Ethical decision making measures are widely applied as the principal dependent variable used in studies of research integrity. However, evidence bearing on the internal and external validity of these measures is not available. In this study, ethical decision making measures were administered to 102 graduate students in the biological, health, and social sciences, along with measures examining exposure to ethical breaches and the severity of punishments recommended. The ethical decision making measure was found to be related to exposure to ethical (...) events and the severity of punishments awarded. The implications of these findings for the application of ethical decision making measures are discussed. (shrink)
In recent years, we have seen a new concern with ethics training for research and development professionals. Although ethics training has become more common, the effectiveness of the training being provided is open to question. In the present effort, a new ethics training course was developed that stresses the importance of the strategies people apply to make sense of ethical problems. The effectiveness of this training was assessed in a sample of 59 doctoral students working in the biological and social (...) sciences using a pre-post design with follow-up and a series of ethical decision-making measures serving as the outcome variable. Results showed not only that this training led to sizable gains in ethical decision making but also that these gains were maintained over time. The implications of these findings for ethics training in the sciences are discussed. (shrink)
It is commonly held that early career experiences influence ethical behavior. One way early career experiences might operate is to influence the decisions people make when presented with problems that raise ethical concerns. To test this proposition, 102 first-year doctoral students were asked to complete a series of measures examining ethical decision making along with a series of measures examining environmental experiences and climate perceptions. Factoring of the environmental measure yielded five dimensions: professional leadership, poor coping, lack of rewards, limited (...) competitive pressure, and poor career direction. Factoring of the climate inventory yielded four dimensions: equity, interpersonal conflict, occupational engagement, and work commitment. When these dimensions were used to predict performance on the ethical decision-making task, it was found that the environmental dimensions were better predictors than the climate dimensions. The implications of these findings for research on ethical conduct are discussed. (shrink)
Differences across fields and experience levels are frequently considered in discussions of ethical decision making and ethical behavior. In the present study, doctoral students in the health, biological, and social sciences completed measures of ethical decision making. The effects of field and level of experience with respect to ethical decision making, metacognitive reasoning strategies, social-behavioral responses, and exposure to unethical events were examined. Social and biological scientists performed better than health scientists with respect to ethical decision making. Furthermore, the ethical (...) decision making of health science students decreased as experience increased. Moreover, these effects appeared to be linked to the specific strategies underlying participants' ethical decision making. The implications of these findings for ethical decision making are discussed. (shrink)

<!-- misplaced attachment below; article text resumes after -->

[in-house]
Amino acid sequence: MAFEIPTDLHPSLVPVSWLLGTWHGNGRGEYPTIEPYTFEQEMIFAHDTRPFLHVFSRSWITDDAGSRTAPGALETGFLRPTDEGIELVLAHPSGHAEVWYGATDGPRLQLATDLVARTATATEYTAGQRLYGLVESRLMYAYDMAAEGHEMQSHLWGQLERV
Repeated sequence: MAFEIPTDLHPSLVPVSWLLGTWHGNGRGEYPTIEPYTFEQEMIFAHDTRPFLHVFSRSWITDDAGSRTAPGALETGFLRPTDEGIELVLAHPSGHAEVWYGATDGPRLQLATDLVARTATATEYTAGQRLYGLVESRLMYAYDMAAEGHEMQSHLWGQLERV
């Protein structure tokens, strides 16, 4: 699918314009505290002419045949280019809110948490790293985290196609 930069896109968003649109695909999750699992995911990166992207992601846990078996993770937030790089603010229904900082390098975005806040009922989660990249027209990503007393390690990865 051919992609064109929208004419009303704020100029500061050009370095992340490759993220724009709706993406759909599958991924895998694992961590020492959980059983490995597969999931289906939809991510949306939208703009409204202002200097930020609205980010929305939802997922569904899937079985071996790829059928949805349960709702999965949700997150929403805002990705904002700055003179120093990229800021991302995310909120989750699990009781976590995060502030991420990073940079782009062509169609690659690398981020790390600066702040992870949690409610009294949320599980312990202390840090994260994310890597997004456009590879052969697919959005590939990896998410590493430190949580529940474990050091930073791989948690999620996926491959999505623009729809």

Comparisons of Japan with Western countries have long been used to explore the relationship between technology and culture. In the 1950s and 1960s such work sought to determine if technological imperatives were diminishing cultural differences. In the 1970s, 1980s and early 1990s many sought to identify aspects of Japanese culture that might lie at the root of Japan’s technological successes. This article argues that we should now undertake more micro and more systematic comparative studies that are more directly grounded in (...) theory. Studies concentrating on engineers and the practice of engineering would seem to be an especially promising starting point. (shrink)
As the expansion of the Internet and the digital formatting of all kinds of creative works move us further into the information age, intellectual property issues have become paramount. Computer programs costing thousands of research dollars are now copied in an instant. People who would recoil at the thought of stealing cars, computers, or VCRs regularly steal software or copy their favorite music from a friend's CD. Since the Web has no national boundaries, these issues are international concerns. The contributors-philosophers, (...) legal theorists, and business scholars, among others-address questions such as: Can abstract ideas be owned? How does the violation of intellectual property rights compare to the violation of physical property rights? Can computer software and other digital information be protected? And how should legal systems accommodate the ownership of intellectual property in an information age? Intellectual Property is a lively examination of these and other issues, and an invaluable resource for librarians, lawyers, businesspeople, and scholars. (shrink)
Public relations (PR) is trying to gain professional status by stressing specialized education for the field. Results are mixed, at best. Most practitioners have had educations in some aspects of communication, but so far only a small (though growing) number acknowledge it as being in public relations per se. Furthermore, when certain key attributes of professionalism are measured, practitioners with formal educations in public relations differ little from those without such educations.